The opening sequence was quite strange. A visually stunning but unnecessary tracking shot of a satellite travelling through the solar system. Eric Steelberg’s cinematography was superb (in this sequence). The wonderful Emma Thompson provided her vocal gravitas to the appropriately titled character, “Narrator”.

However, she soon blathers on about how sounds and videos were recorded in a capsule during 1977 to send out as a welcome message to extra terrestrials. Interesting. But what is the relevance?

None, apparently. It didn’t really fit in with the message or the tone of the film. Granted, the songs and messages highlighted how far we have progressed technologically to a minor extent BUT we still haven’t contacted extra-terrestrials. That we know of. If there are any. If we care. And if there are, they obviously didn’t like our noises.

BUT what does that have to do with social media impacting the everyday?

It felt a little pretentious for my liking and certainly didn’t get things going.

It eventually zipped along and was watchable. BUT the story lines and content just didn’t have enough for the two hour running length.

The only statement that I felt Reitman made well was the desensitisation and over-sexualisation of teenagers.

The scene in which a group of 16 year old cheerleaders are talking about how many men they have slept with and supposed sex acts they have inflicted was uncomfortable to listen to BUT all too true.

The fact that it is so easy for young teens to access porn and sexual images in this digital age paired with their ever-increasing hunger to grow up quicker was and still is a scary prospect.

Olivia Crocicchia was very good as the deluded Hannah Clint. A ruthless and overly ambitious young lady who will do what it takes to get what she wants. Her relationship with her mother Judy Greer was captured well and it was interesting to see the gradual change from something that seemed so innocent as a little modelling site soon becoming something much more.

Some of the story lines excelled, while others merely gave us a taster and then fizzled out into nothing really.

Kaitlyn Dever and Ansel Elgort played the outsider high school couple well, I suppose. BUT it wasn’t original or interesting. Their story line was a little stale. Hiding in the library and sneaking out to cuddle by a waterfall or river. I can’t remember. Lost interest. The closing minutes certainly came to a tense, if predictable, finale.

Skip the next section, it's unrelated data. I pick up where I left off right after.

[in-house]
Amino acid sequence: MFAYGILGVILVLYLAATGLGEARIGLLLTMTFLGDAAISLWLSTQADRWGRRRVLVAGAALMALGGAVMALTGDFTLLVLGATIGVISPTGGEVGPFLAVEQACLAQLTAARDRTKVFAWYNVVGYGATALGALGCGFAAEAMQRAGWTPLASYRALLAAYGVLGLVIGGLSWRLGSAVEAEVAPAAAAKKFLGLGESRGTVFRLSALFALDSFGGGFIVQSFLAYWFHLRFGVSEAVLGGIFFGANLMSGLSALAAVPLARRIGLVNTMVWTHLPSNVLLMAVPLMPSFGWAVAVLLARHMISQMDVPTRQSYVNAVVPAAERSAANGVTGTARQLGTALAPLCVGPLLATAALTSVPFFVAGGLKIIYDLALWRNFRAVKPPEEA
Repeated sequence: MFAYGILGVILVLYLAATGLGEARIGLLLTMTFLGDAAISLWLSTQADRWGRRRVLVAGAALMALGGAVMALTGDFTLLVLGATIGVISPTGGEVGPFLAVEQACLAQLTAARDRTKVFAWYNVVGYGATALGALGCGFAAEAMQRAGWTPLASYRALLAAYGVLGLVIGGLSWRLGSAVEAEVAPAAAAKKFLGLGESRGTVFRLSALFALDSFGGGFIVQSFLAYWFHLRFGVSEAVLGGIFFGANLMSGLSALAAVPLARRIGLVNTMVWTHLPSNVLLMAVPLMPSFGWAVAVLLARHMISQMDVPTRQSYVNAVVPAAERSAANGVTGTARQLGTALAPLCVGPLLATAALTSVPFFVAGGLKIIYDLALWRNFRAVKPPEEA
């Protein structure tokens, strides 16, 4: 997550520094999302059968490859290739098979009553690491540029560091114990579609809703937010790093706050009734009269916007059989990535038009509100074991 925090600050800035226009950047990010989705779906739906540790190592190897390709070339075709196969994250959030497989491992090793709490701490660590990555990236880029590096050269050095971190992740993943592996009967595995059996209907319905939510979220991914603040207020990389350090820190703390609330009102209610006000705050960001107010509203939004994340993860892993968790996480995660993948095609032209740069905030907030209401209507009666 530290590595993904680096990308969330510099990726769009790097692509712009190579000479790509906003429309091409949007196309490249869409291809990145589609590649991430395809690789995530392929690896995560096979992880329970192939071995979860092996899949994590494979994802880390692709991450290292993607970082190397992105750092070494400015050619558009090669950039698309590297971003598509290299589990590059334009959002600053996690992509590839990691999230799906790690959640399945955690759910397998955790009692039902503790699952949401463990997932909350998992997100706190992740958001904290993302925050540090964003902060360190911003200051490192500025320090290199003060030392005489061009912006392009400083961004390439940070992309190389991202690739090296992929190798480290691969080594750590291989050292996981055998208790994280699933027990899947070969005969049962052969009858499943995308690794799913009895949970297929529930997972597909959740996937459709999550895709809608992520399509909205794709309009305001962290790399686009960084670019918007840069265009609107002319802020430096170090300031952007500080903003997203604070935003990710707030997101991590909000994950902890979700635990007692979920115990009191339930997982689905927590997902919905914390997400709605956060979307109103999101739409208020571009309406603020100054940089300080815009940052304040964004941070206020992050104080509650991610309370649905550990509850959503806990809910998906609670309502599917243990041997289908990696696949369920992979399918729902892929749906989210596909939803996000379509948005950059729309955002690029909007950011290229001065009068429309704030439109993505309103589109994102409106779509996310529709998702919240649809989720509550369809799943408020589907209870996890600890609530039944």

Jennifer Garner played Dever’s overprotective mother perfectly. Not enough of her. I was determined to see if there was more to her obsession with controlling and knowing her daughter’s whereabouts.

BUT no! The world is a terrible place and the Internet is worse. Her embargoes on the household Wi-Fi and mobile phone tracking apps certainly hinted at the cons of digital gadgetry.

The whole fear of online predators is still an important issue. Even more so with trolling and cyberbullying. BUT Reitman doesn’t even bother penning a story line featuring this shocking new development.

The whole affair felt quite dated. This would have been a lot more hard-hitting a decade ago, to be honest, when instant messaging and blogging had first popped up in the domain.

Dean Norris’ football loving dad arguing with Englert for dropping out of the team after his mum flew the coop was predictable guff. Englert’s video game obsession felt dated. I mean World of Warcraft is still a highly popular game BUT surely there’s a new one. Plus it wasn’t really explored that well.

J.K. Simmons was wasted in his role as the father in Elena Kampouris’ bulimic daughter story line. Her situation was one that should have been covered a little better. Hiding in her room trying not to eat while talking to online forums about fighting hunger pains was crazy.

Her story ended quite abruptly after hitting a crucial juncture and deserved more screen time, especially with vulnerable teens that are constantly battling with image and oversexualized music videos, media coverage and fashion magazines.

Adam Sandler was finally given another serious role and he did quite well but his character was so bland. The whole porn desensitising the average male debate was a valid point but who wants to see Mr Deeds getting hot and heavy while watching smut? Not me.

Reitman raised a good point in how teenage lads in particular will be looking for a particular woman after being subjected to such videos. Sandler’s son developing a crude taste for domination videos was a taboo that should have been explored. BUT Sandler’s character never confronts him properly about it.

In fact, he sees his son’s videos and has a bash himself. A little dark and comical BUT the tone didn’t really fit. I couldn’t tell how serious Reitman was trying to be. The film went too serious one second and satirical the next.

Sandler’s storyline was mediocre at best. It had a fair point about how couples lose intimacy and seek extra marital companionship online. The ease in what you can do on the Internet is a crazy and unsettling thing.

The affair sequences were certainly different BUT didn’t really amount to anything which was surprising, considering they “confronted” each other at the end. It just infuriated me because they seemed to blame their lost innocence from 9/11. Emphasizing how it changed everything.

I mean it could have been inappropriate timing that they changed as the world changed at that moment but I felt the reference lazy and unnecessary.

The sequences in which we see what people are texting, along with video inserts, was a nice touch. Especially when you see what people are texting about others who are in the same room.

BUT it’s hardly original. Hollyoaks milked that speech bubble text talk thing to death.

It made some good points BUT ones I’ve seen dealt with a whole lot better. It felt like a missed opportunity to expand, debate and explore new developments and how families are growing up with them.

It’s watchable BUT if you’re looking for hard-hitting, thought provoking Internet-related drama, I recommend Cyber Bully.

2.5/5 (Just)